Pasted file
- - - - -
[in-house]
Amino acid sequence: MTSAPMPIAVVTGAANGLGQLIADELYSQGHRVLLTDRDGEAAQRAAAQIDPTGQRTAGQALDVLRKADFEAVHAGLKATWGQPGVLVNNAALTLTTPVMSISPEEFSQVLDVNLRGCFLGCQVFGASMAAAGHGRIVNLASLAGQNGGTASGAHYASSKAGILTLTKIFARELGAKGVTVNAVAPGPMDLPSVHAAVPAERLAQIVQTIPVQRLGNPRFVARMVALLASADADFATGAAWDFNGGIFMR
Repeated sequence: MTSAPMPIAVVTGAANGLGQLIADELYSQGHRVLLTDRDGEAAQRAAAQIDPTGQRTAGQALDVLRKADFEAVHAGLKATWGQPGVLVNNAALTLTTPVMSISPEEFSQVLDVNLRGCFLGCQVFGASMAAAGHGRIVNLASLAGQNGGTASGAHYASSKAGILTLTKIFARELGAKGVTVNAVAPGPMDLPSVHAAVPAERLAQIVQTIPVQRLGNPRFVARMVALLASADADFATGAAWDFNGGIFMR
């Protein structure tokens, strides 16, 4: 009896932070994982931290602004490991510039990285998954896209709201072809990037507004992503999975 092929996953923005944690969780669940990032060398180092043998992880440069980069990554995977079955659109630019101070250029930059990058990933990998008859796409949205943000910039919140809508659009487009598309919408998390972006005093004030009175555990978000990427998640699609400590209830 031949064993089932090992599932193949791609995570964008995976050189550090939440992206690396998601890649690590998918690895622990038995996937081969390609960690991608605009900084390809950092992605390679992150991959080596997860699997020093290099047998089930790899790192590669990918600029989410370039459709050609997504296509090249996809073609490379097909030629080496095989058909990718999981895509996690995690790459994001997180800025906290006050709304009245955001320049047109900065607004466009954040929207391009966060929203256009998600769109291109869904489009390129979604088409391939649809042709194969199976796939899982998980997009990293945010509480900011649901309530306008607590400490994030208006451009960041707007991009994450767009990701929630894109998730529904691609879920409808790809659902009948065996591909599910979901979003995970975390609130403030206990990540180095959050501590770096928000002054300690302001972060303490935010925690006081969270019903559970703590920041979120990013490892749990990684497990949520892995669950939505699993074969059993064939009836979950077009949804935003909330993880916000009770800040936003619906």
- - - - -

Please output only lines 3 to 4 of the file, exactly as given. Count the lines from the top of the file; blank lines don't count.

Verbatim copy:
Repeated sequence: MTSAPMPIAVVTGAANGLGQLIADELYSQGHRVLLTDRDGEAAQRAAAQIDPTGQRTAGQALDVLRKADFEAVHAGLKATWGQPGVLVNNAALTLTTPVMSISPEEFSQVLDVNLRGCFLGCQVFGASMAAAGHGRIVNLASLAGQNGGTASGAHYASSKAGILTLTKIFARELGAKGVTVNAVAPGPMDLPSVHAAVPAERLAQIVQTIPVQRLGNPRFVARMVALLASADADFATGAAWDFNGGIFMR
């Protein structure tokens, strides 16, 4: 009896932070994982931290602004490991510039990285998954896209709201072809990037507004992503999975 092929996953923005944690969780669940990032060398180092043998992880440069980069990554995977079955659109630019101070250029930059990058990933990998008859796409949205943000910039919140809508659009487009598309919408998390972006005093004030009175555990978000990427998640699609400590209830 031949064993089932090992599932193949791609995570964008995976050189550090939440992206690396998601890649690590998918690895622990038995996937081969390609960690991608605009900084390809950092992605390679992150991959080596997860699997020093290099047998089930790899790192590669990918600029989410370039459709050609997504296509090249996809073609490379097909030629080496095989058909990718999981895509996690995690790459994001997180800025906290006050709304009245955001320049047109900065607004466009954040929207391009966060929203256009998600769109291109869904489009390129979604088409391939649809042709194969199976796939899982998980997009990293945010509480900011649901309530306008607590400490994030208006451009960041707007991009994450767009990701929630894109998730529904691609879920409808790809659902009948065996591909599910979901979003995970975390609130403030206990990540180095959050501590770096928000002054300690302001972060303490935010925690006081969270019903559970703590920041979120990013490892749990990684497990949520892995669950939505699993074969059993064939009836979950077009949804935003909330993880916000009770800040936003619906």